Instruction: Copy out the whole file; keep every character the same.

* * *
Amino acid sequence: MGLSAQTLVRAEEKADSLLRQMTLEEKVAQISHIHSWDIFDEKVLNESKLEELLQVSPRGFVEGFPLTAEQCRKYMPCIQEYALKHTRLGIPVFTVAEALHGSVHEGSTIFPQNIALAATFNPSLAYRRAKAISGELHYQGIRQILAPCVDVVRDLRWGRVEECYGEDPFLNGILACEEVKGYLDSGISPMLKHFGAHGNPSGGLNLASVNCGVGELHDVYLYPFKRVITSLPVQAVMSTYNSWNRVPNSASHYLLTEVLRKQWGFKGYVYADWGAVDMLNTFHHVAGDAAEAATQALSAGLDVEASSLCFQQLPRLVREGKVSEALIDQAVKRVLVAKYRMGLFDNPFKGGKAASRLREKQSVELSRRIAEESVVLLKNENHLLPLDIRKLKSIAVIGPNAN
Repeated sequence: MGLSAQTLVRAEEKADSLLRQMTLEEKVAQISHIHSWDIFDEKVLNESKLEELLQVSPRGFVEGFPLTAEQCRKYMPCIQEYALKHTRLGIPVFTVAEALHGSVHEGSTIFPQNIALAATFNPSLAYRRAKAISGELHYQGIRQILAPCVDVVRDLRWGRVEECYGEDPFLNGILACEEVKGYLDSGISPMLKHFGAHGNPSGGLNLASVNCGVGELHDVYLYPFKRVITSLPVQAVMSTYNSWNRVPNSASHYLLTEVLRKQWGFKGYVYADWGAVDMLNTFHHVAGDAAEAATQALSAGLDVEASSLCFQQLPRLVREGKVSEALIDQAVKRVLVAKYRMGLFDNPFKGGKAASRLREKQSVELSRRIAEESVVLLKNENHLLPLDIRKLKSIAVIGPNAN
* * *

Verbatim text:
Amino acid sequence: MGLSAQTLVRAEEKADSLLRQMTLEEKVAQISHIHSWDIFDEKVLNESKLEELLQVSPRGFVEGFPLTAEQCRKYMPCIQEYALKHTRLGIPVFTVAEALHGSVHEGSTIFPQNIALAATFNPSLAYRRAKAISGELHYQGIRQILAPCVDVVRDLRWGRVEECYGEDPFLNGILACEEVKGYLDSGISPMLKHFGAHGNPSGGLNLASVNCGVGELHDVYLYPFKRVITSLPVQAVMSTYNSWNRVPNSASHYLLTEVLRKQWGFKGYVYADWGAVDMLNTFHHVAGDAAEAATQALSAGLDVEASSLCFQQLPRLVREGKVSEALIDQAVKRVLVAKYRMGLFDNPFKGGKAASRLREKQSVELSRRIAEESVVLLKNENHLLPLDIRKLKSIAVIGPNAN
Repeated sequence: MGLSAQTLVRAEEKADSLLRQMTLEEKVAQISHIHSWDIFDEKVLNESKLEELLQVSPRGFVEGFPLTAEQCRKYMPCIQEYALKHTRLGIPVFTVAEALHGSVHEGSTIFPQNIALAATFNPSLAYRRAKAISGELHYQGIRQILAPCVDVVRDLRWGRVEECYGEDPFLNGILACEEVKGYLDSGISPMLKHFGAHGNPSGGLNLASVNCGVGELHDVYLYPFKRVITSLPVQAVMSTYNSWNRVPNSASHYLLTEVLRKQWGFKGYVYADWGAVDMLNTFHHVAGDAAEAATQALSAGLDVEASSLCFQQLPRLVREGKVSEALIDQAVKRVLVAKYRMGLFDNPFKGGKAASRLREKQSVELSRRIAEESVVLLKNENHLLPLDIRKLKSIAVIGPNAN